Those avoiding their health and safety responsibilities in the quarry sector are ‘bottom feeders’ who should be put out of business.
That was just part of the bluntest of messages from Tony Forster, chief inspector Mines and Extractives given to the 50 attendees at the Ashburton Health and Safety Forum in early October.
The straight-talking Scot pulled no punches, saying those who think they have a right to create widows and orphans are giving the extractives sector a bad name.
“They are not your friends; they are damaging your reputation and damaging your business.”
Forster said he had been at too many incidents dealing with bereaved families to back away from the new, emerging requirements on health and safety.
“You don’t have the right to leave a widow and orphans. The stuff I’ve seen, you don’t need to see.”
Soon we would be marking the fifth anniversary of the Pike River disaster. Those who tried to oppose the new laws and regulations would not win.
“I’m not going to apologise for a lot of the bottom feeders going out of business. If anyone wants to take us on, it’s a waste of time.”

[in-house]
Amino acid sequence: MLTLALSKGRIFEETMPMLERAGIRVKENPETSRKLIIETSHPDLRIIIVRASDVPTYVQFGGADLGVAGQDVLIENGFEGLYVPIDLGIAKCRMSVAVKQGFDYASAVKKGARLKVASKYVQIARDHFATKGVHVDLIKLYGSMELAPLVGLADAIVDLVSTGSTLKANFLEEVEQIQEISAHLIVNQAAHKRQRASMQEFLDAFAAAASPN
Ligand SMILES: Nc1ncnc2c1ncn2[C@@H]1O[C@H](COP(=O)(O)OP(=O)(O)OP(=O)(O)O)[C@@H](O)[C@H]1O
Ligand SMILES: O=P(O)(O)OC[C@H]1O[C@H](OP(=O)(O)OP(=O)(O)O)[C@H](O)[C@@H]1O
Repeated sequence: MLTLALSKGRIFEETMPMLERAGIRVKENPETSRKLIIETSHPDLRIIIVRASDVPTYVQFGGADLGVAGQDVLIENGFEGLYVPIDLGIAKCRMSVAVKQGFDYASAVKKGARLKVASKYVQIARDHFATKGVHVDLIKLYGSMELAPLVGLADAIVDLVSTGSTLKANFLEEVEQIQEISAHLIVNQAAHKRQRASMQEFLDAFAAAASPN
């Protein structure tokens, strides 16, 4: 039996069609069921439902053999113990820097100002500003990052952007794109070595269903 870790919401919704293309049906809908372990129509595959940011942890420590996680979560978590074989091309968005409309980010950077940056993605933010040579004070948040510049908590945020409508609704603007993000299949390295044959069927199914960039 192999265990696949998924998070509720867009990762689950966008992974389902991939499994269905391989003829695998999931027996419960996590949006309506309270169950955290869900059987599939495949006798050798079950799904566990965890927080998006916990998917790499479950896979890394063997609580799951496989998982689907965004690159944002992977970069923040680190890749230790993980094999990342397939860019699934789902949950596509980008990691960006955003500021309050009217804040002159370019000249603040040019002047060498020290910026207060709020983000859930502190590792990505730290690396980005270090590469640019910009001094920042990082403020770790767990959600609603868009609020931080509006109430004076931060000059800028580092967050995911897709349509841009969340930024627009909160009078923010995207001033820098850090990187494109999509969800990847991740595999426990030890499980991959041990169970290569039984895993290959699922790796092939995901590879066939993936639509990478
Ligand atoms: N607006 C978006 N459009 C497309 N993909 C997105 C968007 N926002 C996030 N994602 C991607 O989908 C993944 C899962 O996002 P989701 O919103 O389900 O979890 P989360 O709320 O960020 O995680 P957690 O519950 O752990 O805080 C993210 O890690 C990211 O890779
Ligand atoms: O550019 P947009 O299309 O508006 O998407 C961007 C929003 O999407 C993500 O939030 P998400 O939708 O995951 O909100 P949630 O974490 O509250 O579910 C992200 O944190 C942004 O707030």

He said there had been 20 years of neglect by the regulator which now demanded a huge effort by all to drag the sector out of a deep dark hole. This was particularly difficult for the aggregate and quarry sector because it was moving from nothing by way of requirements to stepping up in one jump.
Tony Forster said the new laws, regulations and guidelines were not perfect “but a darn site better than it was”.
Huge progress had been made in a short timeframe.
“You are now 90 percent of the way on this journey.”
He acknowledged the role being played by the quarry and aggregate sector to improve its record. Those attending the regional health and safety forums were not his target audience. “The majority of you are very good at what you do.”
He urged those with leadership roles to be advocates for better health and safety and to challenge those who glorified in creating messes and fatalities.
“If you think compliance is expensive; wait until you have an accident.”